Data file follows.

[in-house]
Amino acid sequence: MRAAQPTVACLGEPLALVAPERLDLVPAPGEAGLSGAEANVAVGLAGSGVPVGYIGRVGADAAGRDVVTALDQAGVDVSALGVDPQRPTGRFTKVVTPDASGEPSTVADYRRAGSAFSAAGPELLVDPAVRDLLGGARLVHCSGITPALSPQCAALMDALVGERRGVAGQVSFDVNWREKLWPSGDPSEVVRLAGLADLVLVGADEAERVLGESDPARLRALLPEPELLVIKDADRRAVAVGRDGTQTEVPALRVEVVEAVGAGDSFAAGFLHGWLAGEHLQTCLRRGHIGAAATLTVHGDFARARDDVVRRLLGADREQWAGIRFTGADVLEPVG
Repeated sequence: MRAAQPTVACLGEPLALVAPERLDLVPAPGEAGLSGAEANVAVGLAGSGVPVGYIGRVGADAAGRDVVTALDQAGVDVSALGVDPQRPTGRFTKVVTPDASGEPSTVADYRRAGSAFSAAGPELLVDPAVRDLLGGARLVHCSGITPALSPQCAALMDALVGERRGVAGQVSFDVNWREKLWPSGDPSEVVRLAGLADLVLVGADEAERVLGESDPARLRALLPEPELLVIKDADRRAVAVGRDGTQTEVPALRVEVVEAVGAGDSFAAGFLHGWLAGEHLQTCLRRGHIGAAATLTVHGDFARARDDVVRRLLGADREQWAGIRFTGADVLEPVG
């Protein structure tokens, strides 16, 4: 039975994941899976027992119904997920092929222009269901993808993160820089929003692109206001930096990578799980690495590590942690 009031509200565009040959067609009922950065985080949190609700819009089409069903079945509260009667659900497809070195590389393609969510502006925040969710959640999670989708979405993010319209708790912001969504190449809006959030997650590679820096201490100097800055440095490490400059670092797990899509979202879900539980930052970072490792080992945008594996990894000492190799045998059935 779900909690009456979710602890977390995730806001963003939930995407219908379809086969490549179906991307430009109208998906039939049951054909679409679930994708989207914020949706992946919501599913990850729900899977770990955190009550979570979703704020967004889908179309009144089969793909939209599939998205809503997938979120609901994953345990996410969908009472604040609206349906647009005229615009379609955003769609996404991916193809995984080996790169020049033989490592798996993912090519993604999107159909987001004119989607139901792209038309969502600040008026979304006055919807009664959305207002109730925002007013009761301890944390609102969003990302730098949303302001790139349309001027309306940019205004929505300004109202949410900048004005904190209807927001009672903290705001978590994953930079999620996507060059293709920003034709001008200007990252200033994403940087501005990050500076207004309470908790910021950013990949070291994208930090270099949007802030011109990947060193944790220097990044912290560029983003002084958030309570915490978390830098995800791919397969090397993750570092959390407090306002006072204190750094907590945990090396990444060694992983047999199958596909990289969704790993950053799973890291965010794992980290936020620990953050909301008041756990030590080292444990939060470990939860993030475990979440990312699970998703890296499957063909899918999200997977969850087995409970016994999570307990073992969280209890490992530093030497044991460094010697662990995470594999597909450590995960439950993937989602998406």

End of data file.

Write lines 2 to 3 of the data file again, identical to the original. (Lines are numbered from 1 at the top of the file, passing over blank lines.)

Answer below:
Amino acid sequence: MRAAQPTVACLGEPLALVAPERLDLVPAPGEAGLSGAEANVAVGLAGSGVPVGYIGRVGADAAGRDVVTALDQAGVDVSALGVDPQRPTGRFTKVVTPDASGEPSTVADYRRAGSAFSAAGPELLVDPAVRDLLGGARLVHCSGITPALSPQCAALMDALVGERRGVAGQVSFDVNWREKLWPSGDPSEVVRLAGLADLVLVGADEAERVLGESDPARLRALLPEPELLVIKDADRRAVAVGRDGTQTEVPALRVEVVEAVGAGDSFAAGFLHGWLAGEHLQTCLRRGHIGAAATLTVHGDFARARDDVVRRLLGADREQWAGIRFTGADVLEPVG
Repeated sequence: MRAAQPTVACLGEPLALVAPERLDLVPAPGEAGLSGAEANVAVGLAGSGVPVGYIGRVGADAAGRDVVTALDQAGVDVSALGVDPQRPTGRFTKVVTPDASGEPSTVADYRRAGSAFSAAGPELLVDPAVRDLLGGARLVHCSGITPALSPQCAALMDALVGERRGVAGQVSFDVNWREKLWPSGDPSEVVRLAGLADLVLVGADEAERVLGESDPARLRALLPEPELLVIKDADRRAVAVGRDGTQTEVPALRVEVVEAVGAGDSFAAGFLHGWLAGEHLQTCLRRGHIGAAATLTVHGDFARARDDVVRRLLGADREQWAGIRFTGADVLEPVG